The title “honest lumpen” helps us shrug off the pejorative and demeaning associations that the lumpenproletariat otherwise carries with it across much of Marxist thought, given that they are often described as scum, criminals, and knaves. I argue, however, that “honest” lumpenproletariat is not useful as a rhetorical label, but instead is helpful as an analytic category, as it helps us identify a bloc of lumpen support and solidarity with proletarian goals, specifically those goals that are tied to labor and struggles at sites of production.
The title “honest lumpen” also helps us to avoid dismissing the entirety of lumpens as reactionary or as exclusively prone to becoming “bribed tools of reactionary intrigue,” as Marx referred to them. To the contrary, by better understanding the emergence and tendencies of lumpens, we will come to see that they present a crucial vector for proletarian organizing today and, in particular, for forming and navigating the sphere of the state. It is, after all, far more precise to refer to the huge surplus populations—the contingent labourers, the structurally unemployed, the wide swaths of service sector employees with tenuous contracts, the bloated retiree populations living in state-supported poverty programs—as the “honest lumpenproletariat” or “working lumpenproletariat” then it is to call these populations simply proletarians or surplus populations because of their unique partial relation to productive labor.
Without this moral distinction, how could we differentiate between the scoundrels and the honest amongst the lumpen? How could we locate the way in which lumpenization leads to reaction and to fascism? Yet, the use of the term “honest lumpen” still poses a problem in popular discourse because it dredges up a much shallower sense of moralism that I think worth avoiding. As an analytic category, however, I want to tease out this distinction of the two predominant types of lumpen, so as to better understand the limitations “honest lumpens” present to political discourse in general, especially to socialist political demands, before better gauging the means by which we might forge solidarity with them.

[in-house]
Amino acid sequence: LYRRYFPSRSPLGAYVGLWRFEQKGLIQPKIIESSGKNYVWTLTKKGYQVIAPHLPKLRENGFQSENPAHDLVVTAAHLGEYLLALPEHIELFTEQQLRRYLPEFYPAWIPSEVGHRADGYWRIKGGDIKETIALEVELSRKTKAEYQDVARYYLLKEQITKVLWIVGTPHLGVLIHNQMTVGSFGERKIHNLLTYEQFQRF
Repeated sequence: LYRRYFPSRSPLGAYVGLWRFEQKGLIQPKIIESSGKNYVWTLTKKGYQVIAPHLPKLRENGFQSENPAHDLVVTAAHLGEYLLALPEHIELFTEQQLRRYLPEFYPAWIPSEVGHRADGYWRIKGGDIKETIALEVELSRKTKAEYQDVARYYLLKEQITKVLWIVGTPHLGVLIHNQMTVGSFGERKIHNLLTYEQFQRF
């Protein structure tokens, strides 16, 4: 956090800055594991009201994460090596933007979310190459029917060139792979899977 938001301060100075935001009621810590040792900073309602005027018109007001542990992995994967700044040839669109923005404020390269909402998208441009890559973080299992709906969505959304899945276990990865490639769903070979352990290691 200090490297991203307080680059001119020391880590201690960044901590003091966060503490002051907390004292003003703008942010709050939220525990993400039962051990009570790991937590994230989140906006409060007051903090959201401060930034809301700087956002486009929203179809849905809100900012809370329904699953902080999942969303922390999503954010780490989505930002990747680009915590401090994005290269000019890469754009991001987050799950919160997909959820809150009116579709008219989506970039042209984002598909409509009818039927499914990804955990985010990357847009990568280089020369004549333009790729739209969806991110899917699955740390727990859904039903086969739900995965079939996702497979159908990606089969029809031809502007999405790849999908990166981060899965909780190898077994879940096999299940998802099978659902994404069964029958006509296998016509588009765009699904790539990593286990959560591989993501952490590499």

As Barrow writes in chapter 6—titled “The Lumpenproletariat: Communism or Dystopia?”—the honest lumpen is fundamentally bound up with surplus populations, specifically by their partial relation to productive labor. As a result, the honest lumpen poses a more subtle and confused threat to proletarian political goals because they do not define their political interests via labor-based ends and goals. Rather, they are more prone to construing politics in terms of gender, age, race, nationality, ethnicity, locality, sexuality, and lifestyle categories, and less so as “workers.” In each of these expressions, political claims are advanced from social locations that are uncoupled from class positions and other identities defined by participation in the labor market.1Clyde Barrow, The Dangerous Class: The Concept of the Lumpenproletariat (Ann Arbor: Michigan Univerity Press, 2020), 123.